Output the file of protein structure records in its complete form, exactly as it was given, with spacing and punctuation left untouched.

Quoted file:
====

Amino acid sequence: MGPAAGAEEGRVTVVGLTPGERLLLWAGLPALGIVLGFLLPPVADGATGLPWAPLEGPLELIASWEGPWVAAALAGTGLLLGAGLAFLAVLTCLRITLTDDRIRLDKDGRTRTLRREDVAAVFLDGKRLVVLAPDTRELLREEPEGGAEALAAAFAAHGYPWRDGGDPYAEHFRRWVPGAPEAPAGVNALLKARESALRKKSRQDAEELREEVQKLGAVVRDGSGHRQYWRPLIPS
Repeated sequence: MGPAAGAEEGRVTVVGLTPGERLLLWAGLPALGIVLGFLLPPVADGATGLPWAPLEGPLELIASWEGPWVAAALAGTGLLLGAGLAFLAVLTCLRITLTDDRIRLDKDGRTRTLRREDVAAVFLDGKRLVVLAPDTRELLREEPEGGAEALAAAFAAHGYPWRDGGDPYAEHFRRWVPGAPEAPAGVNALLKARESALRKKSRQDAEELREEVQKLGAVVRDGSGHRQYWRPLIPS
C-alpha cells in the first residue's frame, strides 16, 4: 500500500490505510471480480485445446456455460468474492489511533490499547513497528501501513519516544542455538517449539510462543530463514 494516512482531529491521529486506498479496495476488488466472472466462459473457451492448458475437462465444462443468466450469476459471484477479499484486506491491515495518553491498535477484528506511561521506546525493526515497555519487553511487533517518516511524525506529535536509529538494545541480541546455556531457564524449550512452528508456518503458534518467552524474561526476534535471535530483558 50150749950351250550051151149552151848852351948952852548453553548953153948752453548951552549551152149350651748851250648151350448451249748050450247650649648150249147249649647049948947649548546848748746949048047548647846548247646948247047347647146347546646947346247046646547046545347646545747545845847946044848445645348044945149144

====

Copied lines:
Amino acid sequence: MGPAAGAEEGRVTVVGLTPGERLLLWAGLPALGIVLGFLLPPVADGATGLPWAPLEGPLELIASWEGPWVAAALAGTGLLLGAGLAFLAVLTCLRITLTDDRIRLDKDGRTRTLRREDVAAVFLDGKRLVVLAPDTRELLREEPEGGAEALAAAFAAHGYPWRDGGDPYAEHFRRWVPGAPEAPAGVNALLKARESALRKKSRQDAEELREEVQKLGAVVRDGSGHRQYWRPLIPS
Repeated sequence: MGPAAGAEEGRVTVVGLTPGERLLLWAGLPALGIVLGFLLPPVADGATGLPWAPLEGPLELIASWEGPWVAAALAGTGLLLGAGLAFLAVLTCLRITLTDDRIRLDKDGRTRTLRREDVAAVFLDGKRLVVLAPDTRELLREEPEGGAEALAAAFAAHGYPWRDGGDPYAEHFRRWVPGAPEAPAGVNALLKARESALRKKSRQDAEELREEVQKLGAVVRDGSGHRQYWRPLIPS
C-alpha cells in the first residue's frame, strides 16, 4: 500500500490505510471480480485445446456455460468474492489511533490499547513497528501501513519516544542455538517449539510462543530463514 494516512482531529491521529486506498479496495476488488466472472466462459473457451492448458475437462465444462443468466450469476459471484477479499484486506491491515495518553491498535477484528506511561521506546525493526515497555519487553511487533517518516511524525506529535536509529538494545541480541546455556531457564524449550512452528508456518503458534518467552524474561526476534535471535530483558 50150749950351250550051151149552151848852351948952852548453553548953153948752453548951552549551152149350651748851250648151350448451249748050450247650649648150249147249649647049948947649548546848748746949048047548647846548247646948247047347647146347546646947346247046646547046545347646545747545845847946044848445645348044945149144